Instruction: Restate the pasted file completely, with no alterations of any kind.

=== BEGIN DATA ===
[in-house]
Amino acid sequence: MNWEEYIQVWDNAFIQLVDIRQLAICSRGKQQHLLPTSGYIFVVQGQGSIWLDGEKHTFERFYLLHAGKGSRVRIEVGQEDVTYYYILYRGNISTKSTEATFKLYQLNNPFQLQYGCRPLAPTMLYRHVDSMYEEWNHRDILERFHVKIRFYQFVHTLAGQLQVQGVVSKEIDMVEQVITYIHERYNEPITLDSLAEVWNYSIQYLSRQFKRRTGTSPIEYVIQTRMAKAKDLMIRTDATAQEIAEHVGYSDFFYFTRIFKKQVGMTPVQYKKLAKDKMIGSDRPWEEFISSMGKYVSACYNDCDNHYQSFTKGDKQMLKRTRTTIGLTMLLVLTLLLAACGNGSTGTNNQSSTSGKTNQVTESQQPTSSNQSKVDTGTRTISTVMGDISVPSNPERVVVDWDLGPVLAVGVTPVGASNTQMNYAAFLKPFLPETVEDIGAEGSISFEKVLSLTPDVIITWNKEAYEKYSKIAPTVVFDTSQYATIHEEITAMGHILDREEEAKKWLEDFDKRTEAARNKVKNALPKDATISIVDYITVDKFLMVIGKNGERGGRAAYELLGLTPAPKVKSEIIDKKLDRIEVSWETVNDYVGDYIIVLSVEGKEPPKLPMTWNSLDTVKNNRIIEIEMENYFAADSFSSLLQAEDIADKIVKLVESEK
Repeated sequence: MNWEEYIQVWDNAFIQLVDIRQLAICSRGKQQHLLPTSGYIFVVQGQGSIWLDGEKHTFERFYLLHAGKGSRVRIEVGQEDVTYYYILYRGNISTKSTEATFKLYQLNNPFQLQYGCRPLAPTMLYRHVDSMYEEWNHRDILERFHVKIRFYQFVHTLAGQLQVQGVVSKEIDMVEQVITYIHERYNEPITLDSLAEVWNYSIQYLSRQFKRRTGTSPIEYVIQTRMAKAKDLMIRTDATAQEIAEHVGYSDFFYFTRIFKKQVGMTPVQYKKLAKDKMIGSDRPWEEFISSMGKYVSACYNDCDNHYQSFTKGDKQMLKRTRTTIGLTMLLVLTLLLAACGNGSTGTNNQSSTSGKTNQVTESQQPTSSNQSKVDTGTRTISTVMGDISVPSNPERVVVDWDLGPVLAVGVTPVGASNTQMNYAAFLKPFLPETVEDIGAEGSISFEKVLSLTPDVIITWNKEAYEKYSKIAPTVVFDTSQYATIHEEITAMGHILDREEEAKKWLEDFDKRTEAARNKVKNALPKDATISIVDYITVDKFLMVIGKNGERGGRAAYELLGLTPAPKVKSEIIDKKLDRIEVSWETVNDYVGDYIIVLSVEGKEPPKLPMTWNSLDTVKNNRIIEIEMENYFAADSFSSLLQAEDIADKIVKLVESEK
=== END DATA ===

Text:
[in-house]
Amino acid sequence: MNWEEYIQVWDNAFIQLVDIRQLAICSRGKQQHLLPTSGYIFVVQGQGSIWLDGEKHTFERFYLLHAGKGSRVRIEVGQEDVTYYYILYRGNISTKSTEATFKLYQLNNPFQLQYGCRPLAPTMLYRHVDSMYEEWNHRDILERFHVKIRFYQFVHTLAGQLQVQGVVSKEIDMVEQVITYIHERYNEPITLDSLAEVWNYSIQYLSRQFKRRTGTSPIEYVIQTRMAKAKDLMIRTDATAQEIAEHVGYSDFFYFTRIFKKQVGMTPVQYKKLAKDKMIGSDRPWEEFISSMGKYVSACYNDCDNHYQSFTKGDKQMLKRTRTTIGLTMLLVLTLLLAACGNGSTGTNNQSSTSGKTNQVTESQQPTSSNQSKVDTGTRTISTVMGDISVPSNPERVVVDWDLGPVLAVGVTPVGASNTQMNYAAFLKPFLPETVEDIGAEGSISFEKVLSLTPDVIITWNKEAYEKYSKIAPTVVFDTSQYATIHEEITAMGHILDREEEAKKWLEDFDKRTEAARNKVKNALPKDATISIVDYITVDKFLMVIGKNGERGGRAAYELLGLTPAPKVKSEIIDKKLDRIEVSWETVNDYVGDYIIVLSVEGKEPPKLPMTWNSLDTVKNNRIIEIEMENYFAADSFSSLLQAEDIADKIVKLVESEK
Repeated sequence: MNWEEYIQVWDNAFIQLVDIRQLAICSRGKQQHLLPTSGYIFVVQGQGSIWLDGEKHTFERFYLLHAGKGSRVRIEVGQEDVTYYYILYRGNISTKSTEATFKLYQLNNPFQLQYGCRPLAPTMLYRHVDSMYEEWNHRDILERFHVKIRFYQFVHTLAGQLQVQGVVSKEIDMVEQVITYIHERYNEPITLDSLAEVWNYSIQYLSRQFKRRTGTSPIEYVIQTRMAKAKDLMIRTDATAQEIAEHVGYSDFFYFTRIFKKQVGMTPVQYKKLAKDKMIGSDRPWEEFISSMGKYVSACYNDCDNHYQSFTKGDKQMLKRTRTTIGLTMLLVLTLLLAACGNGSTGTNNQSSTSGKTNQVTESQQPTSSNQSKVDTGTRTISTVMGDISVPSNPERVVVDWDLGPVLAVGVTPVGASNTQMNYAAFLKPFLPETVEDIGAEGSISFEKVLSLTPDVIITWNKEAYEKYSKIAPTVVFDTSQYATIHEEITAMGHILDREEEAKKWLEDFDKRTEAARNKVKNALPKDATISIVDYITVDKFLMVIGKNGERGGRAAYELLGLTPAPKVKSEIIDKKLDRIEVSWETVNDYVGDYIIVLSVEGKEPPKLPMTWNSLDTVKNNRIIEIEMENYFAADSFSSLLQAEDIADKIVKLVESEK